One of the great tragedies of Judaism is the way that it handles divorces. The rabbis
interpreted the Torah to state that only men can initiate marriages and
divorces. Thus if a woman wants a divorce but her husband refuses to give it to
her, she is chained (Hebrew, aguna)
to her husband forever. The couple can obtain a civil divorce but the husband
may refuse to give her a Jewish divorce unless she gives him $100,000, as I saw
a husband who was a rabbi do, or refuse to grant the divorce under any
circumstance, as I and many rabbi saw frequently. While the woman is unable to
remarry without the Jewish divorce, Jewish law allows the husband to do so
under certain conditions. He is unhurt by his outrageous behavior.


Rabbi David Hartman addresses this problem in his new book The God Who Hates Lies: Confronting and Rethinking Jewish Tradition,
Jewish Lights Publishing, especially in chapter 5, “The Mistaken Halakhic
Presumptions of Rabbi Soloveitchik.”


Hartman points out that the problem has remained unresolved because even in modern
times, “the Orthodox Jewish community, broadly speaking, has coalesced around a
conviction that change per se is destructive to the halakhic (legal) system,
which must be preserved in the greatest extent possible” even when “moral
intuition, logical argument, or observed realities serve as valid bases for
critiquing inherited halakhah.” This “God of Halakhic Permanence demands the
sacrifice of human moral and logical faculties. In exchange for the stability
of an eternal dimension removed from history, the needs of the present and
concerns of the future always play a secondary, sacrificial role in halakhic
consideration.” The vicissitudes of nature, history, and morality are ignored.


Hartman states that Rabbi Emanuel Rackman offered a sensible solution to the aguna problem that complied with halakhah. “The solution Rackman proposed was a form of retroactive marital
annulment, based on the model of the ‘mistaken sale’ – monetary transactions
annulled for lack of full disclosure by one of the parties. Since in marriage,
as in sales, full consent is required by both parties, the withholding of
information by one is considered to compromise the other’s consent. ‘Concealing
an important fact in selling a piece of property can justify the annulment of
the sale. The same argument can be applied with regard to a marriage.’” The
Talmud recognized the logic of this argument and would have allowed it to be
the basis of annulments and saving an aguna,
but disallowed it on another ground: “the general presumption that women prefer
any marriage at all to being alone,” even to a leper or an abusive husband.


“Rackman proposed an appropriation of this logic of annulment, with a critical amendment
in its application based on an updated presumption about women’s preferences.”
Rackman “acknowledged that the mind-set of preferring a bad marriage to no
marriage may have been common among Talmudic women” for the woman who was left
alone was lost in the society of the times and perhaps even in danger. But,
Rackman “concluded simply, ‘In our day it is no longer true.’” A presumption,
called hazaka in Hebrew, is in the
Jewish legal system a prediction about nature, in this case, human nature.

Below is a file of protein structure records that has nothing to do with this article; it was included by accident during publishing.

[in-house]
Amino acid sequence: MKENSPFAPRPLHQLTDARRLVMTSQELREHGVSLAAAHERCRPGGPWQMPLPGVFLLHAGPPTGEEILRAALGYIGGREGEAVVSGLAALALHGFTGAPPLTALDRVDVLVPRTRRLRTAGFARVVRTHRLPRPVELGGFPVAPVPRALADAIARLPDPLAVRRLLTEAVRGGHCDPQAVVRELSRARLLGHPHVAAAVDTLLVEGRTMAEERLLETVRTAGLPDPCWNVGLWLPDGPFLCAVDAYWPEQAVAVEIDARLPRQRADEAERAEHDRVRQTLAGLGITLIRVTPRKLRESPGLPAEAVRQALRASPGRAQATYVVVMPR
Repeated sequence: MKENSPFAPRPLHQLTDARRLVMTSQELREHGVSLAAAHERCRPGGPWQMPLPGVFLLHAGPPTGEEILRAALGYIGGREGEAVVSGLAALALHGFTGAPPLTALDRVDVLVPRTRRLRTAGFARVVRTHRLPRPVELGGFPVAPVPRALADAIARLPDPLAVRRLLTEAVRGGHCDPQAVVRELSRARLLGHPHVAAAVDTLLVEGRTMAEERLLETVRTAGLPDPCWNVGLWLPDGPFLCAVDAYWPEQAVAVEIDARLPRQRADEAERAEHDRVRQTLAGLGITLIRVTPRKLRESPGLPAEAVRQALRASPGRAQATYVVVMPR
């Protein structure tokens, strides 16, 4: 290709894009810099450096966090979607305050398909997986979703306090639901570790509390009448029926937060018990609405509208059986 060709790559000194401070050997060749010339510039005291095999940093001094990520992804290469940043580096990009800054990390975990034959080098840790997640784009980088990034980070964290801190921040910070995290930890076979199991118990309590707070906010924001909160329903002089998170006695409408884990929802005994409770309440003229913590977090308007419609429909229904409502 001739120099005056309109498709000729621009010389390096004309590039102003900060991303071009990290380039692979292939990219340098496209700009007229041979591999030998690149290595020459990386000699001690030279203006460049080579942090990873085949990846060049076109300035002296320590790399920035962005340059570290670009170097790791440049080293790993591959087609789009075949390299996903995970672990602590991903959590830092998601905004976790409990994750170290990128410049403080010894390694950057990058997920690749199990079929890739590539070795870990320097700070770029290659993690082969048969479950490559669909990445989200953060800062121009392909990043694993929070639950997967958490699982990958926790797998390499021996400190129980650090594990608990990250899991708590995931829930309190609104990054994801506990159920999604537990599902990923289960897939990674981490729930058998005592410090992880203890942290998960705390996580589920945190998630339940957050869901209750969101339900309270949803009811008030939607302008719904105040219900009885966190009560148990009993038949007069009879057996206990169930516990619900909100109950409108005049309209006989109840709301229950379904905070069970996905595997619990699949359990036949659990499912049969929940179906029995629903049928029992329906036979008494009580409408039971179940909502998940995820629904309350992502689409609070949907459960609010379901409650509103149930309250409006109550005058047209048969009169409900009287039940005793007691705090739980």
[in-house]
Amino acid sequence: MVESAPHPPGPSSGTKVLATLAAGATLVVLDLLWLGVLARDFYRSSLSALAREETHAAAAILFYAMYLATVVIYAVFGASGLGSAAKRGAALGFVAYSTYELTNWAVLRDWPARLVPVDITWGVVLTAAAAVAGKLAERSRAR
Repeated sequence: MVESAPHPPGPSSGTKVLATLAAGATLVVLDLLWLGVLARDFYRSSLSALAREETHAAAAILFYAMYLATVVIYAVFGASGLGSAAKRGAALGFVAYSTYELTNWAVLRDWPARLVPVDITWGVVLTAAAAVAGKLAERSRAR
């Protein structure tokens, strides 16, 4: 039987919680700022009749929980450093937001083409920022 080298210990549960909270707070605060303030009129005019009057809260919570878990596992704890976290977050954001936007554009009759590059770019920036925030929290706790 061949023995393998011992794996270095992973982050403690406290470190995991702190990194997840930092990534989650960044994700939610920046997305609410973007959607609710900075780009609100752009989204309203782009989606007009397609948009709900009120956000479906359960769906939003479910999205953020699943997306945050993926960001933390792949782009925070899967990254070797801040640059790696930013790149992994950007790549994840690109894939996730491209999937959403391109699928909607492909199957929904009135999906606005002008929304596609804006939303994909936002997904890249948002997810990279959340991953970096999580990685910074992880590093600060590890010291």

However, this presumption is outdated and should be ignored and the “mistaken
purchase” annulment should stand as the solution to the terrible problem of the
“chained wife”


Unfortunately, Rabbi Joseph B. Soloveitchik nixed Rabbi Rackman’s argument in 1975 and
thereby, Rabbi Hartman writes, not only harmed the all-to-many chained wives
but also placed Judaism in suspended animation. Rabbi Soloveitchik was then and
is still today considered an accepted authority on Jewish law among Modern
Orthodox Jews. He was, of course, entitled to his opinion, and his view should
be respected, but should Judaism follow it when it does so much harm? Aren’t
Jews today violating the Torah laws of love and respect of others when they
fail to act? Can’t a solution be found that complies with halakha?


Rabbi Soloveitchik insisted that the ancient presumption still applies today. He
claimed that once Judaism recognizes a presumption it never changes. Women
today and women 8,000 years from today, would prefer to live with a husband who
is a leper and abusive rather than live alone. He stressed that, in his
opinion, Torah requires Jews to passively surrender to God all “mercantile
logic, or the logic of the businessman. Or the logic of the utilitarian
person…. And secondly, we (must) also surrender the everyday will.”


He stressed that it is wrong to suppose that modern people can “discover an
interpretation of Torah which is completely new. It’s ridiculous.” He stressed
the need for faith over logic, even if it is, as he and the Protestant
theologian called “a leap of faith,” a jump far beyond reason. He said that the
“acceptance of the infallibility of Talmudic Rabbis (is) a Halakhically
ordained leap of faith.”


Hartman questioned the logic of this approach with a story of a yeshiva student who put
on a heavy wool coat at Lakewood Yeshiva when the outside weather was over one
hundred degrees. When asked why he did so, the boy explained that this was the
practice in his home town in Europe. He refused to acknowledge that the
European Jews in that town were suffering from the cold while he was sweltering
in heat. Similarly, to imagine that a female CEO with a PhD, earning millions
would prefer to be tied to an abusive husband is absurd. This is not only true
of such a woman; it is true of most women today. Thus Rabbi Rackman’s solution
should be revisited. Judaism must not remain in frozen suspended animation and
the chained wives should be released.